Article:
Using Data to Help Make Better Games


Over the past decade, data has been increasingly important in making game design decisions. Social games are among the catalysts for this change in thinking, primarily to hone in on the best ways to monetize their titles. Among core gamers, that’s created a perception that using game data = evil.

At Trion, we use the raw power of data for a very different purpose: we want to build a better game experience.

By understanding our populations and play-trends, by coupling the immersion of our development teams in-depth knowledge of our games with the analytical power of our in-game data, we have more information to use in making better, more fun online games.

By making a better experience, everyone wins.

I’m the head of a group of talented gurus of the data at Trion Worlds and today I’m writing about how we extract and use it to help our development team make our games bigger, better, and more fun with each update.

Let’s get into how the sausage is made in this data factory. To do that, I want to lay out the basics of the tools we use to crunch the numbers.


At Trion, we have 3 different main sources of data for any of our games. We have the game databases that store everything that the game cares about, like your characters, our platform database that contains all details about your account and a log event system capable of capturing live in-game events as they occur.


For the purposes of our analytics, the persistent character record is often as deep as we need to go into the game databases. The character record is shredded out of the game database and placed in a replica that is at most up to 5 minutes delayed. Some of the things within that record are: character id, user id, server, character name, current level, total coin on character, profession, last active date, total seconds played to date, and so on.

This is the source that we’ll generally go to in order to answer questions like “how many Rogues have played in the last 2 weeks” or “of the players playing in the last 2 weeks, what’s the plot of their level ranges?” Other interesting things can be done with this, like getting the longest played duration of all characters across an account to help us understand class preferences across the world.


This is the repository where all of the account level data is stored. This is the master record of all things that relate to the status of the account (such as knowing if people have opted in to receive update emails and whether or not an account is banned).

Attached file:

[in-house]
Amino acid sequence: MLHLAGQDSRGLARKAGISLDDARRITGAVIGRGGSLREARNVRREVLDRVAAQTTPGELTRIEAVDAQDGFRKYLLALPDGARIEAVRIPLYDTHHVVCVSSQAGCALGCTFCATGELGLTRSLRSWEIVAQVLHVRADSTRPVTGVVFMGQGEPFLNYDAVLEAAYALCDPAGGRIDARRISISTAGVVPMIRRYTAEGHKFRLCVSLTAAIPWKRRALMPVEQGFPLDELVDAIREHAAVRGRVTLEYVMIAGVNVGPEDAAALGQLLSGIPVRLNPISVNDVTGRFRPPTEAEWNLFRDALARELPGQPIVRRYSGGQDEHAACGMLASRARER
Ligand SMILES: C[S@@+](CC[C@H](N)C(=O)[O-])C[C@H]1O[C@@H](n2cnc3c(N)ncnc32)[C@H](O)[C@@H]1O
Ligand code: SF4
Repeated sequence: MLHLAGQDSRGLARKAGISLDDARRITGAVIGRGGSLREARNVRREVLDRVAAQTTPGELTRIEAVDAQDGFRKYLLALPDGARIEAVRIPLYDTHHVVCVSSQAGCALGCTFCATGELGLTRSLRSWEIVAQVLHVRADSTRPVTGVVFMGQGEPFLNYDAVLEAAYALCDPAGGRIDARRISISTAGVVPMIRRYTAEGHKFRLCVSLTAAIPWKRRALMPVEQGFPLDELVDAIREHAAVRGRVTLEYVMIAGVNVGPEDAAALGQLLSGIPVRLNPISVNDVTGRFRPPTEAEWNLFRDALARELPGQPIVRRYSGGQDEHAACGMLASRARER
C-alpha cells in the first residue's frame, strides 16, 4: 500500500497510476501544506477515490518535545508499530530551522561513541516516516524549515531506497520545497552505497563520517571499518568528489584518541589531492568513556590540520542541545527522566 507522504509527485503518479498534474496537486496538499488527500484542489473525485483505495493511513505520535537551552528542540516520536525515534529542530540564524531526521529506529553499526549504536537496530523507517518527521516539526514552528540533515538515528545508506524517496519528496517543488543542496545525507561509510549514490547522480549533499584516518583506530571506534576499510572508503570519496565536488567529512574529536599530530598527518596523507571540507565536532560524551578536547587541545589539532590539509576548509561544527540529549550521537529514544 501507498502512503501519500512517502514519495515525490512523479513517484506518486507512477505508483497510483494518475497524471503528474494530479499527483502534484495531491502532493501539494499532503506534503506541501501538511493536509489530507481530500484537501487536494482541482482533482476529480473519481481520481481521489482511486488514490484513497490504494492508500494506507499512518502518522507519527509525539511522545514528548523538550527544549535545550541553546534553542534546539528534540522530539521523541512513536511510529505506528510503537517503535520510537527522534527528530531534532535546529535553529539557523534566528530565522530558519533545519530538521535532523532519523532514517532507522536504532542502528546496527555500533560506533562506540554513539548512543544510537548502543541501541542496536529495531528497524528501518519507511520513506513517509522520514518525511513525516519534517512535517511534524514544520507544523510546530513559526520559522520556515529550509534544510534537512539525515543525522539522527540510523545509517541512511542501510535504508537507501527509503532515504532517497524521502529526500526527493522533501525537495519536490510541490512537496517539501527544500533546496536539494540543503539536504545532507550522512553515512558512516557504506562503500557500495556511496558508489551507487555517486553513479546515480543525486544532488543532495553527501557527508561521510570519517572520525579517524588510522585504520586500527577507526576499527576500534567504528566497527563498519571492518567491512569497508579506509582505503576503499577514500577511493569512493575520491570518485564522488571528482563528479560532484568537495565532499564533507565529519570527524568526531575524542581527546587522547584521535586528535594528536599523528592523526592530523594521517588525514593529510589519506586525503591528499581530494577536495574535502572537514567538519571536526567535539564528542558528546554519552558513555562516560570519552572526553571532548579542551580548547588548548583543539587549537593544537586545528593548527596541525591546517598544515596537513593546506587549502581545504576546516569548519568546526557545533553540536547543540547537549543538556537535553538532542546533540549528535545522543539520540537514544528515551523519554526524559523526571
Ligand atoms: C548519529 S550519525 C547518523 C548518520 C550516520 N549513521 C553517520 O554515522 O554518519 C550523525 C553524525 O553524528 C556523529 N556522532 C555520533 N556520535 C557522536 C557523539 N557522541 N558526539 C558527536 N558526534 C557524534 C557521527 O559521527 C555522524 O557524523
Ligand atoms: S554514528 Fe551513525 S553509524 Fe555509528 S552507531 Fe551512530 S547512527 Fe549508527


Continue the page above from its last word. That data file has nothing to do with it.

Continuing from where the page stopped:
This is also how we know which language to talk to people in, which games the account has access to, and so on.. We can blend this data with the others to compile e-mail campaigns, or when we want to determine what products and services players have purchased, and so on.


The event system is a truly massive beast.  It’s where we record the majority of in-game activities. Logins, logouts, experience gained, player killed, monster killed, etc. There’re a lot of very detailed things that can be gleaned from the event logs. More than just for analysis, this is also where GMs look when they need to answer petitions from the game.


Using elements of all of these, one of the most useful things we’ve created is something that’s simply called the “Daily Activity Report.”  It’s a monster that belies the simplicity of that name.

This blends data from all of those sources above, to not only tell us how a game is doing day-to-day, week-to-week, but it also breaks down the every in-game activity by user.

That’s really powerful.  This report rapidly became an important guide for designers in letting them know how much their parts of the game were being played.

The designers are the experts on why, and we don’t pretend that data has the answer to that – But we can answer key questions for them, like how many, and how often, to help them in their decision making. We see something like x number of users played Rift yesterday and of this base, y% participated in a normal dungeon, whereas z% participated in PvP. Depending on the timeframe, this might tell us which is the prevailing activity in-game.


In late 2011, we did a deep dive to find out why players were leaving RIFT. We found a very interesting fact: there was a higher rate of players leaving between levels 7 and 14: players were getting through the tutorial and into the main world but not progressing much further. We took this information to the development team who went into the game and look a hard look at what was going on in areas we had highlighted. The team found that by spreading out our large groups of creatures, we could make running paths less congested and more manageable to a new players. We also modified the quest flow to minimize backtracking and improved the flow and difficultly of the early experience. While the design team did the heavy lifting to research and implement the gameplay decisions that improved the Freemarch and Silverwood experience, that work would have been far more difficult without being identified by the power of our data.


Shortly after Defiance released, the data team went to work crunching the numbers on what was and wasn’t working in the game. After some digging, we found that “We’re on the air”, a mission in Defiance where you protect the local radio station, was the most abandoned mission in the game. We sent this and other data points to our development team and set them to work. This resulted in making a far less frustrating and more fun mission: we changed the structure and flow and

Thumbs Up if you have or are planning on giving Rift a shot now that it is Free 2 Play I am still taking a break from wow and casually playing rift in my fre…
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